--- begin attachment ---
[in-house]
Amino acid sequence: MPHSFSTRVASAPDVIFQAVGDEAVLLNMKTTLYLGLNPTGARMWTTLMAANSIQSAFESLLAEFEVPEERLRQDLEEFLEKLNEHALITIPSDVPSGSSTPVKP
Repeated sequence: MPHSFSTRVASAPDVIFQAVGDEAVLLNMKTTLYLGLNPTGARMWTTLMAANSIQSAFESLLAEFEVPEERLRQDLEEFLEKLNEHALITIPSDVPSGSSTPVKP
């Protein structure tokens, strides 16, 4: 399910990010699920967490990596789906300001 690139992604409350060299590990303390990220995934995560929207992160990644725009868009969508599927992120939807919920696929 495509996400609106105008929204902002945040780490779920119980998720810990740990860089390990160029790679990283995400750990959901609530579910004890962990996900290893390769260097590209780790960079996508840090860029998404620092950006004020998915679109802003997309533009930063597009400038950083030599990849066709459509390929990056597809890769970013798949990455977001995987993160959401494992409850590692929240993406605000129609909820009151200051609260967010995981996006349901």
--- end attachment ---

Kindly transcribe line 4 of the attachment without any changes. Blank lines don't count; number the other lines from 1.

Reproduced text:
């Protein structure tokens, strides 16, 4: 399910990010699920967490990596789906300001 690139992604409350060299590990303390990220995934995560929207992160990644725009868009969508599927992120939807919920696929 495509996400609106105008929204902002945040780490779920119980998720810990740990860089390990160029790679990283995400750990959901609530579910004890962990996900290893390769260097590209780790960079996508840090860029998404620092950006004020998915679109802003997309533009930063597009400038950083030599990849066709459509390929990056597809890769970013798949990455977001995987993160959401494992409850590692929240993406605000129609909820009151200051609260967010995981996006349901």